Maybe it will be wonderful. Just by the fact that I have my daughter to share this year with, it’s already wonderful. But maybe this is also the year my writing starts to become something like the career I’ve imagined. No, I can’t just sit back and expect it to happen. I’ll have to work my ass off and hope the stars align. After all, all the vibes and resonance in the universe can only offer me the potential.

Maybe 2018 will be terrible. With the puerile farce in the White House, chances of nuclear war and a thousand other tragedies are appallingly close. To say nothing of the countless other horrific possibilities of a more personal nature.

Or maybe it means nothing at all and this year will neither be fantastically good or horrifically bad.

All I really know is that I have an entire year ahead of me and I’m doing everything in my power to make it the best I can.

All I Want For Christmas

Is it normal to feel this unprepared for Christmas?

I mean, our Christmas tree has a single string of lights that ends partway up. That’s it. No other ornaments.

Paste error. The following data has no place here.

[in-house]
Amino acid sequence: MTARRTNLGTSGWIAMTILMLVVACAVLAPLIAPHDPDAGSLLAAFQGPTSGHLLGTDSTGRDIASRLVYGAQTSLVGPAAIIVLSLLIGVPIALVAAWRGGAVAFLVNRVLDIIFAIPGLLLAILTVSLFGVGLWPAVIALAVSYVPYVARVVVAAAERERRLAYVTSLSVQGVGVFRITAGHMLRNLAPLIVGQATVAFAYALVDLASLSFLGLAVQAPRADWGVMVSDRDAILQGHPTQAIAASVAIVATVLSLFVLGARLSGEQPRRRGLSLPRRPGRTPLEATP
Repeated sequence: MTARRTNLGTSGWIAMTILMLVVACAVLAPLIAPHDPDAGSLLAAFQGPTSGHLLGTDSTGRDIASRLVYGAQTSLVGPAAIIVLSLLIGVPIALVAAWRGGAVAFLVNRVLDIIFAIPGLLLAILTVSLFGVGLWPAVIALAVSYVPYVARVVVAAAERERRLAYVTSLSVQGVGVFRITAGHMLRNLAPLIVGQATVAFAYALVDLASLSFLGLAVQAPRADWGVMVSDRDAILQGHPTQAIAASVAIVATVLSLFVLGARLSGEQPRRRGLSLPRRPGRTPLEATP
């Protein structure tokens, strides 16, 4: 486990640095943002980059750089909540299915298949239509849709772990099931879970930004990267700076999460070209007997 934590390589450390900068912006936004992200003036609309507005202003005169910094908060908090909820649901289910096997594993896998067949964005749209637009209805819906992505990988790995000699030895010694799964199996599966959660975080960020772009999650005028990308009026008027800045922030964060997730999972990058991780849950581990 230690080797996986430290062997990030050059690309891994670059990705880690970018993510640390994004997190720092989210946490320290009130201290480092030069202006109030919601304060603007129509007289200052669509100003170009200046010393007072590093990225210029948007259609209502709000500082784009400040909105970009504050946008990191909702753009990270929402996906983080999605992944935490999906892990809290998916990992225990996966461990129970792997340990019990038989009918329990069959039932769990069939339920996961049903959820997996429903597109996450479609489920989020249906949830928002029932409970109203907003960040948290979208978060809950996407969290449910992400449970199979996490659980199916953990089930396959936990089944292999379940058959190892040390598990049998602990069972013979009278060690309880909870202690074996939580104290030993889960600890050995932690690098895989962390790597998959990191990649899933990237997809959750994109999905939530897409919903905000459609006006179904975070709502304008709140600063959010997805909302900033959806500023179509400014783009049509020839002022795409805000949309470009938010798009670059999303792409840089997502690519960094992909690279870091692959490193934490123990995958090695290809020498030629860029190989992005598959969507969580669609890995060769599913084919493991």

Presents? I usually find most of them by browsing and exploring, but not this year! Now, I wish I’d spent the pre-baby part of the year wrapping all that up. (wrapping! Get it?) I ordered some things online . . . which will arrive sometime next week.

Why didn’t anyone warn me? Except they probably did. I could not have understood this fractured inability to focus on anything not-baby without experiencing it.

But between my husband and me, we have at least a little something for all the usual suspects, even if we can’t gift everything right at Christmas. And tomorrow, the baby will spend some quality time in the swing chair or carseat while I do something with the tree.